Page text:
Neo-Nazis elected to Slovakian parliament for the first time
The far right extremists scored 8 percent in an election that failed to produce a majority result.
The ruling, leftist, Smer-Social Democracy party, headed by Prime Minister Robert Fico, won the election with 28.3 percent of the vote, or 49 seats, but are left scrambling for coalition partners to form a majority government.
Fico, who campaigned on an anti-immigration ticket, told reporters building a government would take time as the election results were “very complicated”.
“As the party that won the election, we have the obligation to try build a meaningful and stable government,” he said.
The result marks a significant drop in support for Fico’s party who took 44.4 per cent of the vote in 2012 and sees the return of the ultra-nationalist Slovak National Party.
However, the most notable addition to the new parliament is Marian Kotleba’s far right People’s Party, Our Slovakia, which is anti-EU and considers NATO a terrorist organization.
Data from a Radio Expres exit poll suggests a large portion of the party’s vote came from young people, mainly first-time voters, with almost a quarter of the that demographic casting their ballot for Kotleba’s party.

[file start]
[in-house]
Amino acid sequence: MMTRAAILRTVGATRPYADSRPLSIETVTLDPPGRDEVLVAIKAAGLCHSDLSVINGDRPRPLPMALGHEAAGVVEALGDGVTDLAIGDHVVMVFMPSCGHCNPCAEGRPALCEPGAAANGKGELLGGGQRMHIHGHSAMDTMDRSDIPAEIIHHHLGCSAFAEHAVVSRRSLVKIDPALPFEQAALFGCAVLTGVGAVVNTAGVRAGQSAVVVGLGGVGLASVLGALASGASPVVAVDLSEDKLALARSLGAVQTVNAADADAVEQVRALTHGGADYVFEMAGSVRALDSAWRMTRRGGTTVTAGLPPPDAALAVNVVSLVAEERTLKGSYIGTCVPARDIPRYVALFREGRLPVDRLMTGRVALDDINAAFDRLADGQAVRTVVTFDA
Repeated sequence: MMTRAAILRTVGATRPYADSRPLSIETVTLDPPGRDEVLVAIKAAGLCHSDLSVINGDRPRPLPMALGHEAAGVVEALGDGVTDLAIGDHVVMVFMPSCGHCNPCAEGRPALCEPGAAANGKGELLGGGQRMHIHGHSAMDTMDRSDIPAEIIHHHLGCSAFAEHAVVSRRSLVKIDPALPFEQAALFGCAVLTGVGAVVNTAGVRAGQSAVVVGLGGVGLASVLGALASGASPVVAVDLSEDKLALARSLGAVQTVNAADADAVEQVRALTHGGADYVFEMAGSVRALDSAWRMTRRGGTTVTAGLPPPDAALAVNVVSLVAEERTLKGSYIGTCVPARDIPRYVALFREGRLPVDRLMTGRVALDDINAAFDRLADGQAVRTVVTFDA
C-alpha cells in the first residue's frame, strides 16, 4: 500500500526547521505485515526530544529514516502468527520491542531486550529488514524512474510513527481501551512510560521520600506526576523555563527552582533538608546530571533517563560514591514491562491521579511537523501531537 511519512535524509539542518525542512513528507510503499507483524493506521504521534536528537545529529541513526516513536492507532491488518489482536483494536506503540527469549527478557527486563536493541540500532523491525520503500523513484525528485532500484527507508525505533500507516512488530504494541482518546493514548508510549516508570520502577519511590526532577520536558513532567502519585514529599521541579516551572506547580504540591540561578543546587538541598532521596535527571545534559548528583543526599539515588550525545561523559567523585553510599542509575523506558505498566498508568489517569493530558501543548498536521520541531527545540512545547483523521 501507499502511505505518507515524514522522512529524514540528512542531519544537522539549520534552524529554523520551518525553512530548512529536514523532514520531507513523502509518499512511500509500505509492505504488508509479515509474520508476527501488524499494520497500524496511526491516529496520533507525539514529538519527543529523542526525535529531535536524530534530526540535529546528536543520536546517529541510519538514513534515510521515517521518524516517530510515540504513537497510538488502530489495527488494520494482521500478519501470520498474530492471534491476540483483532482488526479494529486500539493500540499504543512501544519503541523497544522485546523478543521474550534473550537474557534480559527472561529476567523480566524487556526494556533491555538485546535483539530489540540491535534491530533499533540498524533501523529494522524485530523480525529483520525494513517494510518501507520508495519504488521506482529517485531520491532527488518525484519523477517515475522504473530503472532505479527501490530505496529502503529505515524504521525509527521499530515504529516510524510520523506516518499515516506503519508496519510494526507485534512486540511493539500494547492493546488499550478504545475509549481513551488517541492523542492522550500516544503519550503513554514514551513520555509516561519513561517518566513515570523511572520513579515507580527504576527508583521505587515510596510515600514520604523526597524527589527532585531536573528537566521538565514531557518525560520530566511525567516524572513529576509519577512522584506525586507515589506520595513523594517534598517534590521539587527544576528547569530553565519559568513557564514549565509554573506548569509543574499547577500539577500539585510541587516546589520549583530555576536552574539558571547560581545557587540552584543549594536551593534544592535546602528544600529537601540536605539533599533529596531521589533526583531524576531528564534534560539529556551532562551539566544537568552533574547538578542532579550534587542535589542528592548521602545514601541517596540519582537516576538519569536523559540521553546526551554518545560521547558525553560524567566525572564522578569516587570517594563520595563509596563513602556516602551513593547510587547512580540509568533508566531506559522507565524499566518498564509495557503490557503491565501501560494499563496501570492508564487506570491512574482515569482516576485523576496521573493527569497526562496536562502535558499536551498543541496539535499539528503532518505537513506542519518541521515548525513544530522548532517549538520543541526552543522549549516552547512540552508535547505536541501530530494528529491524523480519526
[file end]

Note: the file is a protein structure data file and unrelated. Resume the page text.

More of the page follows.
The Smer Party has made it clear that they would not negotiate with Kotleba in coalition talks.
Remarking on Kotleba's success in the elections, Foreign Minister Miroslav Lajcak said that "the perception of Slovakia in Europe will be complicated”. “We have elected a fascist to Parliament," Lajcak is quoted by AP.
Chairman of the party, Kotleba claims more than 6000 people across 35 cities attended their election meetings. He told Plus Jeden Deň that he was satisfied with the results, but not surprised.
Deputy party chairman, Rastislav Schlosár, said their “entry to the National Council marks a historic step, which began the struggle for the liberation of Slovakia and the restoration of sovereignty of the parliament”.
Kotleba was elected governor of Banska Bystrica in 2013 and sparked headlines when he displayed a banner from his office window stating "Yankees, go home," and "Stop NATO.", according to AP.
He was also chairman of the banned neo-Nazi Slovak Togetherness-National Party, which organized anti-Roma rallies and expressed sympathy for the Slovakian Nazi-puppet state during World War II. He was charged with hate crimes, but they were later dropped.
A protest has been organised to take place Monday, March 7 in reaction to the election results, according to The Slovak Spectator.